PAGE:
Séra Ildi Creates Her World


Artists from all over the world attend the annual u19 – CREATE YOUR WORLD Festival. They flash their ideas, take them out for a test run here and draw inspiration for what they’re up to next. Séra Ildi is from Hungary. She works with memories preserved by people, places and things, and weaves them into new fabrics. At the festival, she’ll be knitting portraits. Here, she elaborates on her work.

How can memories be made visible for others?

Can I wear my memories like pieces of jewelry?

My knitted portraits are personalities turned inside out: character traits, recollections and dreams are captured in a sort of mask. The colors and materials are selected by the person sitting for the portrait; everything else is the outcome of my interpretation. In going about this, I work like memory does: I internalize the stories my subjects relate, process them, and weave the narrative further. I accentuate a few elements with colorful threads and unusual materials, and I make others vanish.

From authentic memories and my perception come knitted narratives.

In knitting a person’s portrait, listening to what they have to say, getting acquainted with them is essential. Sometimes, people confide in me, tell me their whole life story. These encounters can give rise to friendships, or they can remain luminous, solipsistic remembrances.

Last year at  Bizaar, the actionist platform of the  Festivals “Buskers Bern”, after finishing each knitting session, I asked the people to give me a present. And I ended up receiving wonderful, personal gifts, some of which arrived weeks later in the mail.

In my next installation as well, “Archeology of Memories” (in conjunction with„Invisible Zürichs“,

a project of the social-artistic city laboratory zUrbs at the Südbühne venue of Theater Gessnerallee Zürich), I’m also seeking possibilities to make stories visible. In various Zürich websites, I’m collecting city dwellers’ recollections, which I then absorb, disassemble and condense.

In this way, they become a mass I can work with, that I can weave into a web that I can stretch out over the whole city.

I document the exact location of each, so I can draw up a city map of memories. I visit these streets and squares, and scrutinize them to discover possibilities to make the words and sentences visible. I select trees that, instead of foliage at the end of October, are adorned with narrative accounts—threads wrap themselves around the trunk, words crawl up the bark. The stories find their way back to their places of origin, and thereby unfold their charismatic power.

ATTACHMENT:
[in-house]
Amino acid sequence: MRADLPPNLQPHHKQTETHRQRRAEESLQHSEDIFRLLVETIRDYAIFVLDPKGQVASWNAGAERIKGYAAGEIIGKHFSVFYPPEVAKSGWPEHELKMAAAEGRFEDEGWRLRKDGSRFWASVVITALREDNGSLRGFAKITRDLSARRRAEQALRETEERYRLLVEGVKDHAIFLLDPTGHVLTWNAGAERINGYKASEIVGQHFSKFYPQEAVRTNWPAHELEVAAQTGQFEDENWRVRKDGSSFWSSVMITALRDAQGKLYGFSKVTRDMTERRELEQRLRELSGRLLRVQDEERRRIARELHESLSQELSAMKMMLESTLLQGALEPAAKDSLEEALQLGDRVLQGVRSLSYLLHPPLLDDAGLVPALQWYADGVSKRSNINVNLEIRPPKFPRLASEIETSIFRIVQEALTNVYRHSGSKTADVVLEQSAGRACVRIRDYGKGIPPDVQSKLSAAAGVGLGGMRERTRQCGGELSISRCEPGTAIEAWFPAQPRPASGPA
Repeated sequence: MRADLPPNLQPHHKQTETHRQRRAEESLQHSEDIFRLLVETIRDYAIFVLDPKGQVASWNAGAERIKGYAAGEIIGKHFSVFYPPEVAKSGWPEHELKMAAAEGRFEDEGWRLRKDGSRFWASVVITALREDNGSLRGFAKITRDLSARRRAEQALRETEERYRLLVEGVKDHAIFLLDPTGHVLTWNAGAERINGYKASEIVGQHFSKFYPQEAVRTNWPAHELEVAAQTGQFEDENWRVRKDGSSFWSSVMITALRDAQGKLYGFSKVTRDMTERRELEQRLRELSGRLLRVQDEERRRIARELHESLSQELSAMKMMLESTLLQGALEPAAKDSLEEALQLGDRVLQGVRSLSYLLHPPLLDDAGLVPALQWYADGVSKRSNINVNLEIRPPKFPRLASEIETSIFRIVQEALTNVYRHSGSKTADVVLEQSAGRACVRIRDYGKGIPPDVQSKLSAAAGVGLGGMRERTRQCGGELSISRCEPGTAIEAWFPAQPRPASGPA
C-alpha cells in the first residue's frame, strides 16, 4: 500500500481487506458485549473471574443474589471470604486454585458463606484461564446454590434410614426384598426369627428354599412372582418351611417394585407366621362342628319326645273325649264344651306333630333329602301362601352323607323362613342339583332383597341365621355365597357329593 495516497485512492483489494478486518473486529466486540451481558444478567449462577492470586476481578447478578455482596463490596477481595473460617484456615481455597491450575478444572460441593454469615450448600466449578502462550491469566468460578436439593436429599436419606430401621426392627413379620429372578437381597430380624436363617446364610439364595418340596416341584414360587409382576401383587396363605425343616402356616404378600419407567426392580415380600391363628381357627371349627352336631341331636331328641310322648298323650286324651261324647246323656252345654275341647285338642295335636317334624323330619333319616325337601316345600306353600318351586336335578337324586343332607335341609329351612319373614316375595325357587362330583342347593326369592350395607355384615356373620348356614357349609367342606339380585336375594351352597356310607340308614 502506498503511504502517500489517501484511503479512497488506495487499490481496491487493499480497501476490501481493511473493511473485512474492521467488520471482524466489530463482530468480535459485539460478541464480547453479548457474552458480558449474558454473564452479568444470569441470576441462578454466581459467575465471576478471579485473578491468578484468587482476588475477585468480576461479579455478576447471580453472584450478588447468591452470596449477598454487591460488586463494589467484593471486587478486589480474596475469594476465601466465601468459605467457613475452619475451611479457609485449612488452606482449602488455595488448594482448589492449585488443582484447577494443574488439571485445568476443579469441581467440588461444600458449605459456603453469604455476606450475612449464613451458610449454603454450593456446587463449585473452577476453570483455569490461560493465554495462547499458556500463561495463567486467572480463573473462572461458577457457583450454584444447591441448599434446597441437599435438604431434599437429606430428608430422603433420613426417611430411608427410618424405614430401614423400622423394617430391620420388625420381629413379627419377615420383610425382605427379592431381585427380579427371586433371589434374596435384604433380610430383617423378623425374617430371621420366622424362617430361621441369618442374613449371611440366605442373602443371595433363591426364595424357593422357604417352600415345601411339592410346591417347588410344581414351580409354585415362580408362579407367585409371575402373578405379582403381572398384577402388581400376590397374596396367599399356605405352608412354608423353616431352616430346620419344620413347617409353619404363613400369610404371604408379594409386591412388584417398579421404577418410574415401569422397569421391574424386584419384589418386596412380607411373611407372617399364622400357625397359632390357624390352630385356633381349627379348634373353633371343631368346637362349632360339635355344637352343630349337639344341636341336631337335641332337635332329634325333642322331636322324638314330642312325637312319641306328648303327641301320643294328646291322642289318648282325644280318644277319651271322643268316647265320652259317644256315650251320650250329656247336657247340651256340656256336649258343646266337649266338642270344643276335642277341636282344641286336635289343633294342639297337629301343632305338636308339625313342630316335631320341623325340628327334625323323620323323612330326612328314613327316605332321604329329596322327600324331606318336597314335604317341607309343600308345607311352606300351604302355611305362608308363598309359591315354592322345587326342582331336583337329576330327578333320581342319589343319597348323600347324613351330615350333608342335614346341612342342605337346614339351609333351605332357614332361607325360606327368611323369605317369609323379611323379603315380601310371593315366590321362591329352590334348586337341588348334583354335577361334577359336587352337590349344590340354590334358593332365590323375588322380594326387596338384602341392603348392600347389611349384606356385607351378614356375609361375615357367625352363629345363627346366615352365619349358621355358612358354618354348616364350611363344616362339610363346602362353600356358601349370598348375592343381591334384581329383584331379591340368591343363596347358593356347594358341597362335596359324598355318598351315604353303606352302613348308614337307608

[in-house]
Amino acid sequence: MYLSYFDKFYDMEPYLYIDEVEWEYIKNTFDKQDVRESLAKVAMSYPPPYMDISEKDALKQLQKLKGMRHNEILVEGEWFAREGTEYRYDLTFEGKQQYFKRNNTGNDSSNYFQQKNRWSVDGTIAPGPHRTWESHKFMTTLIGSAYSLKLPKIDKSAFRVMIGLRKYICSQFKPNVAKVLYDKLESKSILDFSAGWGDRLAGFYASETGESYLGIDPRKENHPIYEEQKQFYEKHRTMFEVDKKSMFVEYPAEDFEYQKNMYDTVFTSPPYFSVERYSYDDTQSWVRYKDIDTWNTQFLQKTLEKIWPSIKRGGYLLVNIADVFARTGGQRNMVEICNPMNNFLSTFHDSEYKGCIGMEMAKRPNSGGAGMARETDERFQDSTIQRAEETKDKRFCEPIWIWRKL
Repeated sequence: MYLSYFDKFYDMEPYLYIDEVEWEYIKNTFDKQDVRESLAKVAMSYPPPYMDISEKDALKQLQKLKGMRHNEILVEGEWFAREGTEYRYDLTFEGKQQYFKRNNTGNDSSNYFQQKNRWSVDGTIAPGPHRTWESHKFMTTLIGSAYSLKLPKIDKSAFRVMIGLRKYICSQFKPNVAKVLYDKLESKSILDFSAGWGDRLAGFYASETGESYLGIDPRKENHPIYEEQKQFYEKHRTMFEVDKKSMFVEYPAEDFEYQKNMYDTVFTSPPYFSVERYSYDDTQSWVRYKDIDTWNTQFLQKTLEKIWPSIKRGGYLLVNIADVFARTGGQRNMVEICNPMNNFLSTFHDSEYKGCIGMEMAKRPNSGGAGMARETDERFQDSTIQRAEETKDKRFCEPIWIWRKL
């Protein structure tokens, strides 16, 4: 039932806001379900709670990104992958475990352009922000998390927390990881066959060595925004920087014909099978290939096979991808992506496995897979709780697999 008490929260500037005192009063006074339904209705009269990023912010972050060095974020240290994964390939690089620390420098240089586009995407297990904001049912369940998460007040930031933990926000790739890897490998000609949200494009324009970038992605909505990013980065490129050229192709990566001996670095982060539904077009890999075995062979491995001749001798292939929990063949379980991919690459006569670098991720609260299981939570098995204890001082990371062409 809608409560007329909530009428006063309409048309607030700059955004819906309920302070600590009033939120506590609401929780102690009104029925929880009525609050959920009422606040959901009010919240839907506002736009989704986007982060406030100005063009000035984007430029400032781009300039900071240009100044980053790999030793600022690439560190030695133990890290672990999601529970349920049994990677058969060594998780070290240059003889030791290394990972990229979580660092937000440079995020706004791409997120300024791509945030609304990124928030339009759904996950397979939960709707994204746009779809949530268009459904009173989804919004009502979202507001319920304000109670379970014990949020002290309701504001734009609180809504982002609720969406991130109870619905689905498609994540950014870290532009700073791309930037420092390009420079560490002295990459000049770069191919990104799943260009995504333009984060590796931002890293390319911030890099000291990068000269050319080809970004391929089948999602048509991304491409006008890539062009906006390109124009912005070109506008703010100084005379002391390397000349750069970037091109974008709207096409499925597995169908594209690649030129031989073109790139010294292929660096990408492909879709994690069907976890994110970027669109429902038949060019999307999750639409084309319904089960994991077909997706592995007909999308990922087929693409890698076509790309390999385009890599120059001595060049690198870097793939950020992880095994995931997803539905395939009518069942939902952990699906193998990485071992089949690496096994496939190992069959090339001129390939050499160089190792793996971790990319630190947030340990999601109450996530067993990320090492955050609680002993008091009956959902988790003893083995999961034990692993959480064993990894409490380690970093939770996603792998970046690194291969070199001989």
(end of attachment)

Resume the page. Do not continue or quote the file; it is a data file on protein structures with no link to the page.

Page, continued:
I also write the words and sentences of the story right onto the concrete pavement. Pedestrians come along and walk right over them. The rain falls and washes them away.

The fleetingness of the chalk letters is very much akin to the fragility and lightness of the threads.

On the other hand, this is a matter of positioning the stories at a particular location, the words’ homecoming of sorts.

I invented memories of imaginary people in a series entitled „The Story of Z.“ New in Zürich, I made this my “welcome-home” gift to the city. I wandered through the streets, my route determined by the particular mood a place evoked. This resulted in eight black & white photographs paired with text fragments.

Together with the Viennese actionist group Was wohnst du, I investigated lingering traces of long-gone strangers. Our mise-en-scène was an abandoned apartment building in which the last tenants had left behind their books, dumbbells, x-rays and whole sets of linen.

We appropriated the objects to serve as the basis of our installation, and decoded, in our own idiosyncratic way, the memories that suffused each apartment. An art film occupied the closet in which overcoats once hung. Pulp fiction found its way onto the night table. A musical instrument made of a billiard table and tin cans stood in the living room.

On the walls, a game took place in which visitors could select from among thousands of photographs of the interiors of all sorts of homes in order to create the backgrounds of the imaginary lives of the people in the photographs. Thus, during the Soho in Ottakring Festival, we played out our stories in a building that smelled of the past.

The first scars upon the splendid vestibule of a haut bourgeois home were inflicted after World War II when it was converted into a janitor’s flat. After 1989, the apartment morphed into a gallery, thus consummating the space’s interesting, slightly bewildering, multilayered complexity. Memories of the various stages this interior has gone though were made visible by sound installations, video projections, literature fragments, photographs and designed objects.

This could complete the cycle, if indeed it is a cycle and not a spiral, one consisting of intimate and strange recollections, of people and buildings and cities and continents…


Sėra Ildi was born in 1972 in Hungary and studied architecture and photography at Vienna University of Technology and the University of Portsmouth. In 2005, she founded in_between : culture, an association that produces literature & multimedia projects. She’s a photographer, does art in public spaces, and designs installations. She is currently working on “Archaeology of Memories,” an installation in a public space in Zürich, and on a series of art actions in cooperation with Merkurgarten, a Zürich urban gardening initiative. She knits and exhibits her art in the Netherlands, Germany, Austria and Hungary.



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